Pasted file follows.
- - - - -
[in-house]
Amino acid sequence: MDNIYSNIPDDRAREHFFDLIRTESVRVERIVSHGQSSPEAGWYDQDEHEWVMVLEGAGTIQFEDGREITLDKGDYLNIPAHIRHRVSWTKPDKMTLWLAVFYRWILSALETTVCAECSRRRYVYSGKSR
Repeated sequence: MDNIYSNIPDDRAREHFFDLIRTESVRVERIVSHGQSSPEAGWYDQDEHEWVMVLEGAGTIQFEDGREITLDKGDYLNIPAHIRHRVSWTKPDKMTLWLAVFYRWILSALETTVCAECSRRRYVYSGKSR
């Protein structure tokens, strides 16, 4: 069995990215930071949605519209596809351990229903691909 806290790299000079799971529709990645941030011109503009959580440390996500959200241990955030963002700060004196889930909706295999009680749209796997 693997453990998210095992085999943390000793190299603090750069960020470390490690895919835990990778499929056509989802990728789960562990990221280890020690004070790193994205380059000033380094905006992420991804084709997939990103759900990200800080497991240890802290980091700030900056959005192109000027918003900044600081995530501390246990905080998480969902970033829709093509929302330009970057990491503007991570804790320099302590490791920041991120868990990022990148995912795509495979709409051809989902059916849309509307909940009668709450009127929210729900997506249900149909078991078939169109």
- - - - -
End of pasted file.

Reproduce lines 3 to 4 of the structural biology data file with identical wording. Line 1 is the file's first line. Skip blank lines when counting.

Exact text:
Repeated sequence: MDNIYSNIPDDRAREHFFDLIRTESVRVERIVSHGQSSPEAGWYDQDEHEWVMVLEGAGTIQFEDGREITLDKGDYLNIPAHIRHRVSWTKPDKMTLWLAVFYRWILSALETTVCAECSRRRYVYSGKSR
């Protein structure tokens, strides 16, 4: 069995990215930071949605519209596809351990229903691909 806290790299000079799971529709990645941030011109503009959580440390996500959200241990955030963002700060004196889930909706295999009680749209796997 693997453990998210095992085999943390000793190299603090750069960020470390490690895919835990990778499929056509989802990728789960562990990221280890020690004070790193994205380059000033380094905006992420991804084709997939990103759900990200800080497991240890802290980091700030900056959005192109000027918003900044600081995530501390246990905080998480969902970033829709093509929302330009970057990491503007991570804790320099302590490791920041991120868990990022990148995912795509495979709409051809989902059916849309509307909940009668709450009127929210729900997506249900149909078991078939169109």